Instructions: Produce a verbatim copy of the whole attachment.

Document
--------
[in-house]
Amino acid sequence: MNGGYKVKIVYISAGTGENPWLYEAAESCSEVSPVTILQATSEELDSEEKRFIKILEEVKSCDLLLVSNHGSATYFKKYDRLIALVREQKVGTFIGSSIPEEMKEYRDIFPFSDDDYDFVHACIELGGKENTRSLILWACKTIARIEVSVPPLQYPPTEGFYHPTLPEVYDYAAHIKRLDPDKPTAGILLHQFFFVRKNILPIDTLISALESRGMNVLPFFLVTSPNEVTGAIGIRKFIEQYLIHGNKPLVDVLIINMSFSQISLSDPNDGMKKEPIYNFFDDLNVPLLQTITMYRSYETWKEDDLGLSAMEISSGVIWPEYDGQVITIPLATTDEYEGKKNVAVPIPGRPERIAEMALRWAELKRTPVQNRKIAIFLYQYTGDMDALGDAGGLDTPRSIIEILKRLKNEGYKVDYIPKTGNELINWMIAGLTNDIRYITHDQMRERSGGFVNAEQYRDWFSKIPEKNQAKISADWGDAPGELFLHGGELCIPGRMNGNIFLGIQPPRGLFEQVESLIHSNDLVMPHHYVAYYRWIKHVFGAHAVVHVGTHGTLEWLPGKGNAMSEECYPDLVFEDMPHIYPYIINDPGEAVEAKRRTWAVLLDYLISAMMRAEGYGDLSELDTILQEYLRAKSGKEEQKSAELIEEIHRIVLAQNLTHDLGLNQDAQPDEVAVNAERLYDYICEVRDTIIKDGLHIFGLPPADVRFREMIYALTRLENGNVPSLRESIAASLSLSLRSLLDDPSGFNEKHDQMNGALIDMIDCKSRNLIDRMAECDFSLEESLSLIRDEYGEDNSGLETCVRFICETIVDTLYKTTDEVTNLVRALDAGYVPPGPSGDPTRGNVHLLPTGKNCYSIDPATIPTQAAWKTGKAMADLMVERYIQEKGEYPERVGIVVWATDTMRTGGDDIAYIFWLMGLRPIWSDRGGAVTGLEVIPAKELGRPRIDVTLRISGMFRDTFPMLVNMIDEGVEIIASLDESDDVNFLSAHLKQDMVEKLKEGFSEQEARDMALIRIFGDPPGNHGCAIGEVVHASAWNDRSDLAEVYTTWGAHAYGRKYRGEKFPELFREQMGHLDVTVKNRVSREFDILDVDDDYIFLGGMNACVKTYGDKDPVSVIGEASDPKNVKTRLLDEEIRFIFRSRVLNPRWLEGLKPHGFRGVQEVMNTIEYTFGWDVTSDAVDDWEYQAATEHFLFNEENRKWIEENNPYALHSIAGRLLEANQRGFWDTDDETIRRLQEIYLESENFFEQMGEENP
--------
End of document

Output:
[in-house]
Amino acid sequence: MNGGYKVKIVYISAGTGENPWLYEAAESCSEVSPVTILQATSEELDSEEKRFIKILEEVKSCDLLLVSNHGSATYFKKYDRLIALVREQKVGTFIGSSIPEEMKEYRDIFPFSDDDYDFVHACIELGGKENTRSLILWACKTIARIEVSVPPLQYPPTEGFYHPTLPEVYDYAAHIKRLDPDKPTAGILLHQFFFVRKNILPIDTLISALESRGMNVLPFFLVTSPNEVTGAIGIRKFIEQYLIHGNKPLVDVLIINMSFSQISLSDPNDGMKKEPIYNFFDDLNVPLLQTITMYRSYETWKEDDLGLSAMEISSGVIWPEYDGQVITIPLATTDEYEGKKNVAVPIPGRPERIAEMALRWAELKRTPVQNRKIAIFLYQYTGDMDALGDAGGLDTPRSIIEILKRLKNEGYKVDYIPKTGNELINWMIAGLTNDIRYITHDQMRERSGGFVNAEQYRDWFSKIPEKNQAKISADWGDAPGELFLHGGELCIPGRMNGNIFLGIQPPRGLFEQVESLIHSNDLVMPHHYVAYYRWIKHVFGAHAVVHVGTHGTLEWLPGKGNAMSEECYPDLVFEDMPHIYPYIINDPGEAVEAKRRTWAVLLDYLISAMMRAEGYGDLSELDTILQEYLRAKSGKEEQKSAELIEEIHRIVLAQNLTHDLGLNQDAQPDEVAVNAERLYDYICEVRDTIIKDGLHIFGLPPADVRFREMIYALTRLENGNVPSLRESIAASLSLSLRSLLDDPSGFNEKHDQMNGALIDMIDCKSRNLIDRMAECDFSLEESLSLIRDEYGEDNSGLETCVRFICETIVDTLYKTTDEVTNLVRALDAGYVPPGPSGDPTRGNVHLLPTGKNCYSIDPATIPTQAAWKTGKAMADLMVERYIQEKGEYPERVGIVVWATDTMRTGGDDIAYIFWLMGLRPIWSDRGGAVTGLEVIPAKELGRPRIDVTLRISGMFRDTFPMLVNMIDEGVEIIASLDESDDVNFLSAHLKQDMVEKLKEGFSEQEARDMALIRIFGDPPGNHGCAIGEVVHASAWNDRSDLAEVYTTWGAHAYGRKYRGEKFPELFREQMGHLDVTVKNRVSREFDILDVDDDYIFLGGMNACVKTYGDKDPVSVIGEASDPKNVKTRLLDEEIRFIFRSRVLNPRWLEGLKPHGFRGVQEVMNTIEYTFGWDVTSDAVDDWEYQAATEHFLFNEENRKWIEENNPYALHSIAGRLLEANQRGFWDTDDETIRRLQEIYLESENFFEQMGEENP